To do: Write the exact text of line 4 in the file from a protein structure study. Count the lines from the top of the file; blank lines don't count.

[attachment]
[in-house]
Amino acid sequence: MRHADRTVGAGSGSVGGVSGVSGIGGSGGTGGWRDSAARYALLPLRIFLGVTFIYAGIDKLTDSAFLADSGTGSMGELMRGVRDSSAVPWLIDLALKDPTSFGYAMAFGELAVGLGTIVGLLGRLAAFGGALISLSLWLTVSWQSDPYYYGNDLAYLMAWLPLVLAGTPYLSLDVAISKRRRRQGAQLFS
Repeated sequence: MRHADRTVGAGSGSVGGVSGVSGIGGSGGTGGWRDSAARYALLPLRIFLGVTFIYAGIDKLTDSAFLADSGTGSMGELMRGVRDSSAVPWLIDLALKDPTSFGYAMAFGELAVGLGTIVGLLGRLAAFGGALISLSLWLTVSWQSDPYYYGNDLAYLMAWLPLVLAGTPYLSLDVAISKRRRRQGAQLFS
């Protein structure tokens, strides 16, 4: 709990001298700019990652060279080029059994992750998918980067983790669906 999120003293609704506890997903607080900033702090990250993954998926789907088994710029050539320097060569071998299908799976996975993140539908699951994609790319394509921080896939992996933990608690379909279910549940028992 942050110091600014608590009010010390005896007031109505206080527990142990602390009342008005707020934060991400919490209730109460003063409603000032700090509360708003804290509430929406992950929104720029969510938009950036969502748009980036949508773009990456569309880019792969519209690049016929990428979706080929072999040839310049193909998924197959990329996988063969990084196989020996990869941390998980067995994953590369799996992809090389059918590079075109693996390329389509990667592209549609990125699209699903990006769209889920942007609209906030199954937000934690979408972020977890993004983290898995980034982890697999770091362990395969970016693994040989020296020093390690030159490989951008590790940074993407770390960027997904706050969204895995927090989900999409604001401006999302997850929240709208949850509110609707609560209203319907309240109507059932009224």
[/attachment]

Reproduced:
């Protein structure tokens, strides 16, 4: 709990001298700019990652060279080029059994992750998918980067983790669906 999120003293609704506890997903607080900033702090990250993954998926789907088994710029050539320097060569071998299908799976996975993140539908699951994609790319394509921080896939992996933990608690379909279910549940028992 942050110091600014608590009010010390005896007031109505206080527990142990602390009342008005707020934060991400919490209730109460003063409603000032700090509360708003804290509430929406992950929104720029969510938009950036969502748009980036949508773009990456569309880019792969519209690049016929990428979706080929072999040839310049193909998924197959990329996988063969990084196989020996990869941390998980067995994953590369799996992809090389059918590079075109693996390329389509990667592209549609990125699209699903990006769209889920942007609209906030199954937000934690979408972020977890993004983290898995980034982890697999770091362990395969970016693994040989020296020093390690030159490989951008590790940074993407770390960027997904706050969204895995927090989900999409604001401006999302997850929240709208949850509110609707609560209203319907309240109507059932009224």